One of the key factors behind China's distorted economic model, Lardy says, is financial repression, particularly the negative average real return on one-year bank deposits since 2003. This negative rate contrasts sharply with the years 1997–2003, when the average real rate of return was 3 percent. Financial repression limits spending on consumption for several reasons. It has depressed the growth of household income, increased the share of Chinese after tax income that goes to saving, and compelled households put their savings into housing and other alternatives. As a result, residential housing has become the single most important driver of China's economic growth, though that trend is not likely to continue. However, unless offset by increased private consumption expenditure, any slowdown in the pace of property investment would limit China's economic growth. The beneficiaries of existing policies—including export industries, coastal provinces, the real estate and construction industries, and China's banks—have disproportionate influence over economic policy and to date have been able to block most needed policy reforms. But Lardy argues that China's unbalanced growth model is not sustainable and, if left uncorrected, could undercut the country's future growth prospects.
Sustaining Economic Growth in China after the Global Financial Crisis has already won widespread praise. Eswar S. Prasad, professor of trade policy at Cornell University and senior fellow at the Brookings Institution, has called it, "a masterful account of the policy reforms that China needs to put in place to rebalance its economy and sustain high growth. The book is rich in data and thoughtful analysis, making it essential reading for anyone interested in understanding China's growth prospects."
Sustaining China's Economic Growth After the Global Financial Crisis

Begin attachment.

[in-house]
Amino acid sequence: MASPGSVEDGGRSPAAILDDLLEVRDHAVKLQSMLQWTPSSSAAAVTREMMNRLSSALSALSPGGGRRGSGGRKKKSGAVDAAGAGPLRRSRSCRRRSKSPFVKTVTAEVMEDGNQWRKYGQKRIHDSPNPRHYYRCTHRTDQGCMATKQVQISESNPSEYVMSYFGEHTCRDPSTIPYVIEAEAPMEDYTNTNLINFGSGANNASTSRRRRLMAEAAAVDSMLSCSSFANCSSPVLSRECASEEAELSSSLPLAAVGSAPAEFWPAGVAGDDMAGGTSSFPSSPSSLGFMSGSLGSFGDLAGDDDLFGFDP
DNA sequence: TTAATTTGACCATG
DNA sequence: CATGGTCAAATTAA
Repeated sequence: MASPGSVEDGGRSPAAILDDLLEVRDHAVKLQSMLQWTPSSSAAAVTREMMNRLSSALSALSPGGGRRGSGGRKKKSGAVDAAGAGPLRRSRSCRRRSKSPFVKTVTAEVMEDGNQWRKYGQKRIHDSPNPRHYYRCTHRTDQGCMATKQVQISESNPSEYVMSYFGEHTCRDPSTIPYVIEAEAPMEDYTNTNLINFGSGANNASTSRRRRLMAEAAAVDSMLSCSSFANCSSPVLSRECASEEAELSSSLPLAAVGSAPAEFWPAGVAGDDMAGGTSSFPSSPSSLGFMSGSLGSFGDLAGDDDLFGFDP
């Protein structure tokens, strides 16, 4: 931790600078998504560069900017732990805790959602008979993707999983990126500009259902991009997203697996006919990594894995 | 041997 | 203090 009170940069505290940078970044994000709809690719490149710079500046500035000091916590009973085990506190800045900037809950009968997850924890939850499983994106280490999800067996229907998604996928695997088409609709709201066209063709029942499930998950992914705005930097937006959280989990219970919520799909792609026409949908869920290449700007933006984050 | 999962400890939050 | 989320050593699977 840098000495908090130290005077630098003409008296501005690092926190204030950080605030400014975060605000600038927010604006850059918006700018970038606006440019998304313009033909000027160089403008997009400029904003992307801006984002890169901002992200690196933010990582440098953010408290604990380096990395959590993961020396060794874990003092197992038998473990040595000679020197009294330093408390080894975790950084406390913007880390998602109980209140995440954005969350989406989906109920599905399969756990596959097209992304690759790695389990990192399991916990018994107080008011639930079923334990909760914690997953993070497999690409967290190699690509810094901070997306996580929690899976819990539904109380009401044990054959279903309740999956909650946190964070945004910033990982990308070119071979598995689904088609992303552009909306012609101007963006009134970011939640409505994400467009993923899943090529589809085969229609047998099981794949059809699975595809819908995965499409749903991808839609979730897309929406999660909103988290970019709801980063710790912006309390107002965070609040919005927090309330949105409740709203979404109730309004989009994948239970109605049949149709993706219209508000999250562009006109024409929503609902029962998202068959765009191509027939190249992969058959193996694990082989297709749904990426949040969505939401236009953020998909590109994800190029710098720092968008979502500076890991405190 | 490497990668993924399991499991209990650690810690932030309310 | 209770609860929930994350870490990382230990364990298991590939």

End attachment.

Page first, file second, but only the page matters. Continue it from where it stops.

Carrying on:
Nicholas R. Lardy
ISBN paper 978-0-88132-626-0
January 2012 | 182 pp. | $21.95
About the Author
Nicholas R. Lardy is the Anthony M. Solomon Senior Fellow at the Peterson Institute for International Economics. He joined the Institute in March 2003 from the Brookings Institution, where he was a senior fellow in the Foreign Policy Studies Program from 1995 until 2003 and served as interim director of Foreign Policy Studies in 2001. Before Brookings, he served at the University of Washington, where he was the director of the Henry M. Jackson School of International Studies from 1991 to 1995. From 1997 through the spring of 2000, he was also the Frederick Frank Adjunct Professor of International Trade and Finance at the Yale University School of Management. He is an expert on Asia, especially the Chinese economy.
About the Peterson Institute
The Peter G. Peterson Institute for International Economics is a private, nonprofit, nonpartisan research institution devoted to the study of international economic policy. Since 1981 the Institute has provided timely and objective analysis of, and concrete solutions to, a wide range of international economic problems. It is one of the very few economics think tanks that are widely regarded as "nonpartisan" by the press and "neutral" by the US Congress, its research staff is cited by the quality media more than that of any other such institution. Support is provided by a wide range of charitable foundations, private corporations and individual donors, and from earnings on the Institute's publications and capital fund. It moved into its award-winning new building in 2001, and celebrated its 25th anniversary in 2006 and adopted its new name at that time, having previously been the Institute for International Economics.